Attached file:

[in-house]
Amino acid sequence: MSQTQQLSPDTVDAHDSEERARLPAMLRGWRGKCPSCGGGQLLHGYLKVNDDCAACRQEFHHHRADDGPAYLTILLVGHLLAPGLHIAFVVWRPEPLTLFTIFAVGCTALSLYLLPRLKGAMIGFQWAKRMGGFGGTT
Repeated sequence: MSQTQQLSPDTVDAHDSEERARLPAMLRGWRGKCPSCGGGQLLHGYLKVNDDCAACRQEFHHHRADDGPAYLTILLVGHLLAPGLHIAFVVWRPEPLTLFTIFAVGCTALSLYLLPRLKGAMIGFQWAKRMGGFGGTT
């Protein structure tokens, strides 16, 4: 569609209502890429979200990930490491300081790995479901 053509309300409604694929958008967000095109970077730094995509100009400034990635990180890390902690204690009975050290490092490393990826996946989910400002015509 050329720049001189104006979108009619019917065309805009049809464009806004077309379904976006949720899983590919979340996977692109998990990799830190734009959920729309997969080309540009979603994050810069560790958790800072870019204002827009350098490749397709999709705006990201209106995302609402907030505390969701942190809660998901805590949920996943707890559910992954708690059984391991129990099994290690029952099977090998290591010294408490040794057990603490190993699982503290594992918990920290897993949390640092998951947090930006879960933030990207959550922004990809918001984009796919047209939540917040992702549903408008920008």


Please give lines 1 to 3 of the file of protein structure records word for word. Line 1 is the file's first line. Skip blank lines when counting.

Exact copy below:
[in-house]
Amino acid sequence: MSQTQQLSPDTVDAHDSEERARLPAMLRGWRGKCPSCGGGQLLHGYLKVNDDCAACRQEFHHHRADDGPAYLTILLVGHLLAPGLHIAFVVWRPEPLTLFTIFAVGCTALSLYLLPRLKGAMIGFQWAKRMGGFGGTT
Repeated sequence: MSQTQQLSPDTVDAHDSEERARLPAMLRGWRGKCPSCGGGQLLHGYLKVNDDCAACRQEFHHHRADDGPAYLTILLVGHLLAPGLHIAFVVWRPEPLTLFTIFAVGCTALSLYLLPRLKGAMIGFQWAKRMGGFGGTT